Kalispell to Use Videoconferencing for City Council Meetings

Meetings will be conducted online until further notice in response to unmasked community members entering council chambers

By Maggie Dresser
Kalispell City Hall. Beacon file photo

After the Kalispell City Council reopened its chambers to the public in early June, city officials have decided to hold the meetings via videoconference until further notice in response to dozens of unmasked community members entering council chambers.

On Aug. 3 and Aug. 19, officials were forced to reschedule and reformat city council meetings to videoconferences in order to comply with the statewide mask mandate, which went into effect on July 15.

“The consensus I’m hearing is we’re going to continue to move forward now (with videoconferencing),” Mayor Mark Johnson said.

While councilors agreed they would prefer to hold meetings in council chambers, they concluded it would not be possible if the public continues to gather unmasked.

“I want to get back to normal when we can but jumping back and forth is not productive either,” Councilor Chad Graham said. “We’re here, I don’t know how long we keep doing this … Hopefully in the next couple months we’ll be able to get back into the chambers.”

Other councilors wondered if there were alternative methods for the public to get involved beyond emailing public comments and watching the live-streamed meeting. Councilor Tim Kluesner suggested enhancing technology so that community members could join the Zoom meeting instead of only watching it.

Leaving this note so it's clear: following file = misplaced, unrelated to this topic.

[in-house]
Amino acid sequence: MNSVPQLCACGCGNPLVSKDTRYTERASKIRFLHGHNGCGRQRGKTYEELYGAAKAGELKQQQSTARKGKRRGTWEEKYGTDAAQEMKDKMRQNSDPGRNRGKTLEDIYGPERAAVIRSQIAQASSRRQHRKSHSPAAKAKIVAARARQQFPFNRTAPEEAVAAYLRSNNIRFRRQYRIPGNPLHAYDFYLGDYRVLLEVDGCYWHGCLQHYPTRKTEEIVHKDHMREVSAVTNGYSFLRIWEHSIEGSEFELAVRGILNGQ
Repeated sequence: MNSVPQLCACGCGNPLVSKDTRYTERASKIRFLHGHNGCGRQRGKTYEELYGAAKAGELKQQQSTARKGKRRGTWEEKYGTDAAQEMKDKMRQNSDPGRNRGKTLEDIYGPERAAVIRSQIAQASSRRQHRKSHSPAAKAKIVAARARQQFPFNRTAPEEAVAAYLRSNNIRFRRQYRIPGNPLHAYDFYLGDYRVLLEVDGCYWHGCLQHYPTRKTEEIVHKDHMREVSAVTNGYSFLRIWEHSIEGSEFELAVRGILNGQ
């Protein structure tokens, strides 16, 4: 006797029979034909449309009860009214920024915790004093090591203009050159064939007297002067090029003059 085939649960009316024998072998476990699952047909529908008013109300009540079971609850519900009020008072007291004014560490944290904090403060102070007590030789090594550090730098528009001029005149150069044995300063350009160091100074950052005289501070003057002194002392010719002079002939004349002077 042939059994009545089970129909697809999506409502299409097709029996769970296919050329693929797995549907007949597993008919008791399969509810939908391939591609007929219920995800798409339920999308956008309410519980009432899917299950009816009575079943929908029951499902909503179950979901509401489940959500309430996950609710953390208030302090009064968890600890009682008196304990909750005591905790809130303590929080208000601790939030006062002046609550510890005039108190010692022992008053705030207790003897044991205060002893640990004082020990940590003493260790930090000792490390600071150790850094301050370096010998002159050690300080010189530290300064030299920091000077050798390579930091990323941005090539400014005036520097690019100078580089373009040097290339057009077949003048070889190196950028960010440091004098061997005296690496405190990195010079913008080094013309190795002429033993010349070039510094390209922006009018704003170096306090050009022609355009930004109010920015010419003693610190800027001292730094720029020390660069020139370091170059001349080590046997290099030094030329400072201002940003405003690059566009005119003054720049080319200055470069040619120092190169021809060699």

Councilor Sandy Carlson asked if there was a way to enforce the mask policy, but City Manager Doug Russell said officials do not want conflicts to further escalate.

“You’ve seen that conflict around mask requirements and things of that nature,” Russell said. “That’s an option, but nobody wants to be part of an ugly situation … Personally I don’t want to put our staff in that type of position where they’re faced with that.”

Councilors Kari Gabriel and Kyle Waterman both expressed content with videoconferences and suggested the public could speak with councilors in their ward individually if they wish to participate in-person or unmasked.

“I think email is adequate,” Gabriel said. “I feel the system has worked and I feel like people have ample opportunity to participate.”

According to Russell, videoconferencing has been used in all First Class cities, or cities with at least 10,000 people, except for Great Falls. First Class cities include Billings, Missoula, Bozeman, Butte, Helena, Great Falls and Kalispell. He mentioned Belgrade has been experiencing similar issues with unmasked members of the public in council chambers.

City officials encourage people to submit public comments online at www.kalispell.com.

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